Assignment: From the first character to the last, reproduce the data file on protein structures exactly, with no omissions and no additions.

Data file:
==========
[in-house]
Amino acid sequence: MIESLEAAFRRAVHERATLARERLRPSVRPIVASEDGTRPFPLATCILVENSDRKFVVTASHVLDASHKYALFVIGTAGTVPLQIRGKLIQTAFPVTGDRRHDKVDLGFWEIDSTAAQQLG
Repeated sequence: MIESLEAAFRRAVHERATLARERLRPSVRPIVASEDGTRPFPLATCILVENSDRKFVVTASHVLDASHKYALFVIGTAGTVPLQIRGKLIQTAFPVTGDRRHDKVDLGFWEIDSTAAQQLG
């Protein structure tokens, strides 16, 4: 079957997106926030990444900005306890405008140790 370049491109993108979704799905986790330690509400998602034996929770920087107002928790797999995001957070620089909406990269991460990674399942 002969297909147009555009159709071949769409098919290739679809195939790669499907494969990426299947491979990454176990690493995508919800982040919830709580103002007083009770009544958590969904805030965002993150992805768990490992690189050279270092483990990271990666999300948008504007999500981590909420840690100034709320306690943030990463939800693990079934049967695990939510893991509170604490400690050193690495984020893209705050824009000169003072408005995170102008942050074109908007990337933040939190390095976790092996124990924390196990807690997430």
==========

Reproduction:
[in-house]
Amino acid sequence: MIESLEAAFRRAVHERATLARERLRPSVRPIVASEDGTRPFPLATCILVENSDRKFVVTASHVLDASHKYALFVIGTAGTVPLQIRGKLIQTAFPVTGDRRHDKVDLGFWEIDSTAAQQLG
Repeated sequence: MIESLEAAFRRAVHERATLARERLRPSVRPIVASEDGTRPFPLATCILVENSDRKFVVTASHVLDASHKYALFVIGTAGTVPLQIRGKLIQTAFPVTGDRRHDKVDLGFWEIDSTAAQQLG
């Protein structure tokens, strides 16, 4: 079957997106926030990444900005306890405008140790 370049491109993108979704799905986790330690509400998602034996929770920087107002928790797999995001957070620089909406990269991460990674399942 002969297909147009555009159709071949769409098919290739679809195939790669499907494969990426299947491979990454176990690493995508919800982040919830709580103002007083009770009544958590969904805030965002993150992805768990490992690189050279270092483990990271990666999300948008504007999500981590909420840690100034709320306690943030990463939800693990079934049967695990939510893991509170604490400690050193690495984020893209705050824009000169003072408005995170102008942050074109908007990337933040939190390095976790092996124990924390196990807690997430």